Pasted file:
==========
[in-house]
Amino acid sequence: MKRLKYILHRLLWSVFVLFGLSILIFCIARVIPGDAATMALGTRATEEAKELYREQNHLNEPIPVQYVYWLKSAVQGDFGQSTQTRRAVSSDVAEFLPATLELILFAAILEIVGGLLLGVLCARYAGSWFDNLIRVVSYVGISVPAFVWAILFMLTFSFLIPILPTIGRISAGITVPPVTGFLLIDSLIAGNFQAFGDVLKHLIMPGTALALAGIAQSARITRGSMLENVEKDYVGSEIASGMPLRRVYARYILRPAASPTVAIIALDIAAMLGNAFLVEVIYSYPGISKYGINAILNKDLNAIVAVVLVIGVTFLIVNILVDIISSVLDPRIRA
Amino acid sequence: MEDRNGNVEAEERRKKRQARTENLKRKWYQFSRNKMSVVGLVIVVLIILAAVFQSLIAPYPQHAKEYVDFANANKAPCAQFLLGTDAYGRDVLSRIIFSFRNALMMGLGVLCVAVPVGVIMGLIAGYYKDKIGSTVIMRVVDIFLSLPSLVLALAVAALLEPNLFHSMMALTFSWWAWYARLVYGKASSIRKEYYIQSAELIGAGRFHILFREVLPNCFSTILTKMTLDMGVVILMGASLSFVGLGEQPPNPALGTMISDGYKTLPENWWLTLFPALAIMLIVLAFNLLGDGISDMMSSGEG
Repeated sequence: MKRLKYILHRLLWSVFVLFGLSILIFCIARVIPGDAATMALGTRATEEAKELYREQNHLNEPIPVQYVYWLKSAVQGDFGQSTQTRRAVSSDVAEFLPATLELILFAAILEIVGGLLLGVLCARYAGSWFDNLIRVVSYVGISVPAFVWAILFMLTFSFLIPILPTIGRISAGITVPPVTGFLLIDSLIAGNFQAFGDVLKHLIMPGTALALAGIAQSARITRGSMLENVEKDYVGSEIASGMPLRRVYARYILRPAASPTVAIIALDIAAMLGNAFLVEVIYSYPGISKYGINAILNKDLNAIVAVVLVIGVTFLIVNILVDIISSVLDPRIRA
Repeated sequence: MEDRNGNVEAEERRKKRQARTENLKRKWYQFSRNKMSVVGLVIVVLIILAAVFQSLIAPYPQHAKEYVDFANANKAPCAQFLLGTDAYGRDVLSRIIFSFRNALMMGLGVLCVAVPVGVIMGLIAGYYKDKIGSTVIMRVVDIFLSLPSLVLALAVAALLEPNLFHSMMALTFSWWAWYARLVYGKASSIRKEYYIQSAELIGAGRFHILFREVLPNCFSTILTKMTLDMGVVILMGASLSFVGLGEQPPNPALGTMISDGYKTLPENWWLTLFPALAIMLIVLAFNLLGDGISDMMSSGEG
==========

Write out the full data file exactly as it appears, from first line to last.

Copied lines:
[in-house]
Amino acid sequence: MKRLKYILHRLLWSVFVLFGLSILIFCIARVIPGDAATMALGTRATEEAKELYREQNHLNEPIPVQYVYWLKSAVQGDFGQSTQTRRAVSSDVAEFLPATLELILFAAILEIVGGLLLGVLCARYAGSWFDNLIRVVSYVGISVPAFVWAILFMLTFSFLIPILPTIGRISAGITVPPVTGFLLIDSLIAGNFQAFGDVLKHLIMPGTALALAGIAQSARITRGSMLENVEKDYVGSEIASGMPLRRVYARYILRPAASPTVAIIALDIAAMLGNAFLVEVIYSYPGISKYGINAILNKDLNAIVAVVLVIGVTFLIVNILVDIISSVLDPRIRA
Amino acid sequence: MEDRNGNVEAEERRKKRQARTENLKRKWYQFSRNKMSVVGLVIVVLIILAAVFQSLIAPYPQHAKEYVDFANANKAPCAQFLLGTDAYGRDVLSRIIFSFRNALMMGLGVLCVAVPVGVIMGLIAGYYKDKIGSTVIMRVVDIFLSLPSLVLALAVAALLEPNLFHSMMALTFSWWAWYARLVYGKASSIRKEYYIQSAELIGAGRFHILFREVLPNCFSTILTKMTLDMGVVILMGASLSFVGLGEQPPNPALGTMISDGYKTLPENWWLTLFPALAIMLIVLAFNLLGDGISDMMSSGEG
Repeated sequence: MKRLKYILHRLLWSVFVLFGLSILIFCIARVIPGDAATMALGTRATEEAKELYREQNHLNEPIPVQYVYWLKSAVQGDFGQSTQTRRAVSSDVAEFLPATLELILFAAILEIVGGLLLGVLCARYAGSWFDNLIRVVSYVGISVPAFVWAILFMLTFSFLIPILPTIGRISAGITVPPVTGFLLIDSLIAGNFQAFGDVLKHLIMPGTALALAGIAQSARITRGSMLENVEKDYVGSEIASGMPLRRVYARYILRPAASPTVAIIALDIAAMLGNAFLVEVIYSYPGISKYGINAILNKDLNAIVAVVLVIGVTFLIVNILVDIISSVLDPRIRA
Repeated sequence: MEDRNGNVEAEERRKKRQARTENLKRKWYQFSRNKMSVVGLVIVVLIILAAVFQSLIAPYPQHAKEYVDFANANKAPCAQFLLGTDAYGRDVLSRIIFSFRNALMMGLGVLCVAVPVGVIMGLIAGYYKDKIGSTVIMRVVDIFLSLPSLVLALAVAALLEPNLFHSMMALTFSWWAWYARLVYGKASSIRKEYYIQSAELIGAGRFHILFREVLPNCFSTILTKMTLDMGVVILMGASLSFVGLGEQPPNPALGTMISDGYKTLPENWWLTLFPALAIMLIVLAFNLLGDGISDMMSSGEG